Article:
Schneider: Syria Makes Worst Nightmare Good Dream

North Shore Congressman is one of 100 lawmakers to return to Washington for closed door briefing after President Obama decides to seek Congressional approval for attack on Syria.

Rep. Brad Schneider (D-Deerfield) Schneider and a group of people from the Chicago area saw a battle in the Syrian Civil War break out from this Israeli mountaintop.
Rep. Brad Schneider (D-Deerfield) Schneider and a group of people from the Chicago area saw a battle in the Syrian Civil War break out from this Israeli mountaintop.

Realizing the seriousness of a vote to commit American military resources to attack Syria, Rep. Brad Schneider (D-Deerfield) was one of approximately 100 senators and representatives to return to Washington Sunday for a closed door briefing on whether to approve an assault.

Schneider, who has already talked to Israeli and Palestinian leaders about the conflict and witnessed a battle of that war, interrupted the current Congressional recess and a holiday weekend Sunday to return to Washington for the meeting.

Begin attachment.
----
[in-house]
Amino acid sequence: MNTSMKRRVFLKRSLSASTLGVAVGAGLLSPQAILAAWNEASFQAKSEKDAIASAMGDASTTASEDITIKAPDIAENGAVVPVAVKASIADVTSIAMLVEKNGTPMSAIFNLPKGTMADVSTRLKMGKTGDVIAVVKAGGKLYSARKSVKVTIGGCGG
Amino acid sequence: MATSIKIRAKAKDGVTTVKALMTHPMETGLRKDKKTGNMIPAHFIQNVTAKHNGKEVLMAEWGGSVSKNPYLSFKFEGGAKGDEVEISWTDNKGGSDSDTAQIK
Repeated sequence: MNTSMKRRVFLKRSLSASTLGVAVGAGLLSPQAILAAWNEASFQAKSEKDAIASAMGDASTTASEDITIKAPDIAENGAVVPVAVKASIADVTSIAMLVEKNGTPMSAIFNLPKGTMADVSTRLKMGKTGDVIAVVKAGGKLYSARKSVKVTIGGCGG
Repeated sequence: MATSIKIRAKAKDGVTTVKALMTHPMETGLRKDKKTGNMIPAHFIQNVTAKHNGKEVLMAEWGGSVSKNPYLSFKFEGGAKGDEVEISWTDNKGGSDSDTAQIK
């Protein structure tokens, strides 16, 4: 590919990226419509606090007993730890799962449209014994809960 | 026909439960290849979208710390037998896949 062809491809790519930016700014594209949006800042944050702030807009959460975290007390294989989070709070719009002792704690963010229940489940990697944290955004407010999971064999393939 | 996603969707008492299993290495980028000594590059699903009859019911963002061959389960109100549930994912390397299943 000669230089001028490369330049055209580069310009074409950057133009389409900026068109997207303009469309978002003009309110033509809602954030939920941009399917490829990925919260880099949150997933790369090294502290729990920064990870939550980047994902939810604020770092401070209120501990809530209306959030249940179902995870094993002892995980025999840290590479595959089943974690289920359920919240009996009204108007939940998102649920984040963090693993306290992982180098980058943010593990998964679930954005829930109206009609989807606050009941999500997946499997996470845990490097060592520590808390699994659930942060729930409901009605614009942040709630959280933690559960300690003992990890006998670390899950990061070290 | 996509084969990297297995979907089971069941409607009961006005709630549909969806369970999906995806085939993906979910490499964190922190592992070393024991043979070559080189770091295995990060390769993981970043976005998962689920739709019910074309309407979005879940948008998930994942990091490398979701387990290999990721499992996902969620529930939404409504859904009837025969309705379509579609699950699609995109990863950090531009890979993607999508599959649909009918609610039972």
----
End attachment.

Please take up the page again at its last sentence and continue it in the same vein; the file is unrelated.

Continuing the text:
After President Barack Obama said Saturday military action against the regime of Syrian President Basher al-Assad was appropriate in the wake of a chemical weapon attack against Syrian civilians, Schneider chose to attend the briefing to become as knowledgeable as possible.

“This is a big decision and I want all the information available to make the best decision for the country and the 10th District,” Schneider. “Based on the unclassified information and the classified material, I believe the Assad regime has perpetrated a chemical attack on (its own) people.”

Schneider made it clear he is opposed to American “boots on the ground” but considers the use of weapons of mass destruction like chemical arms a different matter. He feels the United States must send a message to the world.

Not yet deciding how he will vote, Schneider wants to see the final resolution first. “I want to study this very carefully. The whole world will be watching, Schneider said. “By the whole world, I mean Iran, North Korea, Al Qaeda, Hezbollah as well as governments who will do us harm.”

As a member of the House Foreign Affairs Committee, Schneider has been paying close attention to the Middle East and the Syrian conflict in particular.  “Imagine your worst nightmare and that is the best outcome,” he said of the conflict after returning from a trip with 38 other members of Congress in August.

In May, Schneider saw a battle break out from a vantage point on Mt. Hermon in Israel. In that skirmish rebels fought back government forces before tangling with each other.

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